Today we are assembling the optional sleeve tabs and attaching the shirt sleeves to our Fairfield Button-up Shirts. By the end of your sewing stint today you will be able to try on something that actually looks and fits like a shirt!
Let’s begin with the sleeve tabs. They are very easy and are a great way to add a casual vibe to a button-up shirt.
Place two sleeve tab pieces with right sides together. Stitch around all edges (except for the flat top) using a 1/2″ seam allowance.
Trim and grade the seam allowances closely to reduce bulk as much as possible. I like to trim off the excess fabric at each of the three points as well (this isn’t pictured in the photo below):
Flip the sleeve tab right side out and press.
Lastly, top stitch around the sleeve tab 1/4″ from the pressed edge.
Repeat this process for the second sleeve tab. Now that the tabs are assembled, it’s time to add them to both shirt sleeves! The sleeve pattern piece includes a placement marking for the sleeve tab. Transfer this marking to your fabric (I like to use my pin method – I place a pin through the paper pattern and both layers of fabric. I flip the entire thing over and place a pin in the reverse direction. I then peel off the paper pattern and make a chalk marking where the second pin has remained.)
Place the sleeve tab on to the wrong side of the sleeve. The point should face upwards and the raw flat edge should but up against the tab placement marking. Pin to secure it in place.
Stitch across the raw edge of the sleeve tab using a 1/4″ seam allowance.
Flip the sleeve tab down over the stitching line and press.
To enclose the raw seam allowance, we are going to sew a decorative box filled with an optional “x” of top stitching. Stitch from wrong side of the sleeve using the edges of the tab as a guide. The box can be as tall as you like – I’ve stitched it approximately 1/4″ tall here but you can make it 1/2″ or even taller if you like. Stitch carefully because it will be visible on the right side of the sleeve.
And that’s it for the sleeve tab (until we add the button and buttonholes later)! Let’s attach the sleeve to the shirt body now:
Prep the sleeve pieces by folding over 1/4″ of the seam allowance to the right side of the sleeve.
Next we will pin the sleeve to the body of the shirt with right sides together. The folded edge of the sleeve lines up with the raw edge of the shirt body.
When you add your pins, keep the folded 1/4″ out of the way.
Sew the sleeve to the armhole using a 3/8″ seam allowance. Don’t stitch the folded fabric into your seam by accident! I find it helps to gently and temporarily unfold it so that there is no chance of this:
Trim the smaller seam allowance (the armhole on the shirt body) to 1/4″ if you like to make it easier to create the flat fell seam. If your fabric frays a lot like mine does, don’t trim to closely to the stitched seam or else it will weaken it.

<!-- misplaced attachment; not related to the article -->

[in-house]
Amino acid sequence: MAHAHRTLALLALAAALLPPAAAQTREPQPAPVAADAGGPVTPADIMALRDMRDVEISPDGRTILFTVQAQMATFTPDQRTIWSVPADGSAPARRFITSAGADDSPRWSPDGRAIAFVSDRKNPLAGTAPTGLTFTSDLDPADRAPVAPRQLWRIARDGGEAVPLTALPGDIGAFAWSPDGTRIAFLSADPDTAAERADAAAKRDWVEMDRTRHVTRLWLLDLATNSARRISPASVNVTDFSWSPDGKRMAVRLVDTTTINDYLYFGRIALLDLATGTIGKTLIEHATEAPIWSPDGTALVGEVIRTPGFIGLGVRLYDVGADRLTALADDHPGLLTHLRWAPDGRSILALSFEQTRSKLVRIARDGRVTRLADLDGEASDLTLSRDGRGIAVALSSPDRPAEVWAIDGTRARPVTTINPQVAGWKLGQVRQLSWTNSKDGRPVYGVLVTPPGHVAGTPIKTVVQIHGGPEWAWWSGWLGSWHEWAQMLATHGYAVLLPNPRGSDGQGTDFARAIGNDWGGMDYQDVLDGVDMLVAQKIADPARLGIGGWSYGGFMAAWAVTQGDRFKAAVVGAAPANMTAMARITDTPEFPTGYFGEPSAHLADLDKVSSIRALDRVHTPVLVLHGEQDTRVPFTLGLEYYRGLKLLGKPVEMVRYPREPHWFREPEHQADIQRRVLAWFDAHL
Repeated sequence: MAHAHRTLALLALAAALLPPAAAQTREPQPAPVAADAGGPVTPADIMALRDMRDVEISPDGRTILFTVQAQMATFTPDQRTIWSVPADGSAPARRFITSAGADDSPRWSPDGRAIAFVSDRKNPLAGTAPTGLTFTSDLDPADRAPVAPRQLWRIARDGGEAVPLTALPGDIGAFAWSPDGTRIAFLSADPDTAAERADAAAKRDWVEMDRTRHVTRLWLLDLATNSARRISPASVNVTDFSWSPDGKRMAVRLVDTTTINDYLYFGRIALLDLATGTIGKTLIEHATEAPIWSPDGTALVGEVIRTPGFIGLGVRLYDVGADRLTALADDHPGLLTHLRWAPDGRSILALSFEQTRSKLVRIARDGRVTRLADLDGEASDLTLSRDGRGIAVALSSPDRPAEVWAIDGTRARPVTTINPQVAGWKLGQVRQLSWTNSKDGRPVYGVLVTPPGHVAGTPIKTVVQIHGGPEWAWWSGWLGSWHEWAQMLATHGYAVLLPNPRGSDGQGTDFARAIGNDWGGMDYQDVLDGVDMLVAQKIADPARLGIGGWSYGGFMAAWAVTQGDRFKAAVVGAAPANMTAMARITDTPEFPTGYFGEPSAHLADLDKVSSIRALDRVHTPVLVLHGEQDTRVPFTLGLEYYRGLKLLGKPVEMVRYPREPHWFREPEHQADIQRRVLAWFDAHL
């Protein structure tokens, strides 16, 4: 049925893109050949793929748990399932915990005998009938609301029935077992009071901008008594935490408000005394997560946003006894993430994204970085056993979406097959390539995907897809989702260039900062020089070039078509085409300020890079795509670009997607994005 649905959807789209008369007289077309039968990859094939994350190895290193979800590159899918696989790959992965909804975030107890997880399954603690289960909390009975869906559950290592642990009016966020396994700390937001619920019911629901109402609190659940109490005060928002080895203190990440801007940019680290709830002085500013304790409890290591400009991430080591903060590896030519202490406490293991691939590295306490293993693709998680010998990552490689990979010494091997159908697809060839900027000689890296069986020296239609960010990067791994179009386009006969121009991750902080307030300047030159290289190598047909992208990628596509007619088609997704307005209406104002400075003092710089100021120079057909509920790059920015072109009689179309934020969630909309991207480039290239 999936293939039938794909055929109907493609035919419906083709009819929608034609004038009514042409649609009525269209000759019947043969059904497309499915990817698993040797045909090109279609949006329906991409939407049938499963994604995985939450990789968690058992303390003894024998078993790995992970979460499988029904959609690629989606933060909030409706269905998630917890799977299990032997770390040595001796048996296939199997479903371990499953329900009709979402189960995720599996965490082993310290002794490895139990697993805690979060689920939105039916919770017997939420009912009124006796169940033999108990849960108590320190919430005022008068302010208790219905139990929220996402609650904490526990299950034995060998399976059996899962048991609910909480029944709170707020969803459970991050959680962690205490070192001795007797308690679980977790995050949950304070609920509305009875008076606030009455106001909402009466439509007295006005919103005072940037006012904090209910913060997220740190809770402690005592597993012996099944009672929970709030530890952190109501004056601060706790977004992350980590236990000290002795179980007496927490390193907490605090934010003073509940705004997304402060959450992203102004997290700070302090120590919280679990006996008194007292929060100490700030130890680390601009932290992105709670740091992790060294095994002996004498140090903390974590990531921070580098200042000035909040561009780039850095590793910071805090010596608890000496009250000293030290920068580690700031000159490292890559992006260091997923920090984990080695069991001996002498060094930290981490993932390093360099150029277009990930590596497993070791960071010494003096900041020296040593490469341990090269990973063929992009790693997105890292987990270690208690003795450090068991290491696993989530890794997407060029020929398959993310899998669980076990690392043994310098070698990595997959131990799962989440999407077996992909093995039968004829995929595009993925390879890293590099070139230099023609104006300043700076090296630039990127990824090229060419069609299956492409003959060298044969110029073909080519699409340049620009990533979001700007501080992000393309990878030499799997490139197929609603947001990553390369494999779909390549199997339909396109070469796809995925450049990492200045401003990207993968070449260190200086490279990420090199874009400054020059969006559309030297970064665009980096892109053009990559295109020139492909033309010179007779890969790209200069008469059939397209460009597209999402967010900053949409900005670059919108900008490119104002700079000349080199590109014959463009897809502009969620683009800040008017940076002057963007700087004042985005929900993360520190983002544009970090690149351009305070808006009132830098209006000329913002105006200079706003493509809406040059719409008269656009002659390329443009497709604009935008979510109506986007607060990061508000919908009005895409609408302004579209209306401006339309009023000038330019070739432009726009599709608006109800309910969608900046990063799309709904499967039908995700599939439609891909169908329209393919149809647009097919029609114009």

Finish the flat fell seam by pushing the seam allowances towards the body so that the folded sleeve head seam allowance encases the body seam allowance. Iron carefully to make sure the flat fell seam is consistent in width. Pin your folded seam allowances in place. I find the more pins the better at this point!
Now you can stitch your tidy package of seam allowances closed so that no raw edges can escape. In the photo below I am stitching from the right side of the shirt using a very scant 1/4″ seam allowance. Stitching from the right side makes it simpler to stitch a consistent distance from the seam. I have also tried stitching from the wrong side so that it is easier to see where the edge of the seam allowance package is. You can try both ways to see which works for you!
From the wrong side of the shirt you will see a tidy package of seam allowances like this:
From the right side of the shirt you will see one line of stitching and one seam.
Your first flat fell seams on the Fairfield shirt are finished! Now we will dive right back in to sew the next set of flat fell seams – these ones feature the seam allowances on the right side of the garment and extend all the way from the sleeve seam to the side seams.
Begin by pinning the side and sleeve seams with wrong sides together. The seam allowances are offset – the back of the shirt has a small 1/4″ seam allowance and the front of the shirt has a full 5/8″ seam allowance. Offset them by lining up the notches at the hem.
Here you can see the seam allowances offset and the hem notches aligned:
Sew the entire seam from hem notch to the sleeve ends.
Make sure to line up the seams at the armpit:
Press both seam allowances towards the shirt front. Press the 5/8″ seam allowance in half so that it’s raw edge meets the raw edge of the smaller seam allowance.
Flip the entire package over towards the shirt back and pin it in place. Stitch along the folded edge of the 5/8″ seam allowance. Go slowly and tuck any fraying threads into the flat fell package as you go so that all you can see is the tidy fold.
I like to start at the hem and work my way towards the sleeve. The sleeve feels a bit like stitching in a tunnel or, as my Nonnie described it, like looking down a well, but don’t worry, just sew slowly and shift your fabric often – you will get to the end of the sleeve soon!
Give your flat fell seams a final press and step back to admire how tidy and professional both the outside and inside of your shirt look!
Have a wonderful weekend! I will be back on Monday with more of the sew-along.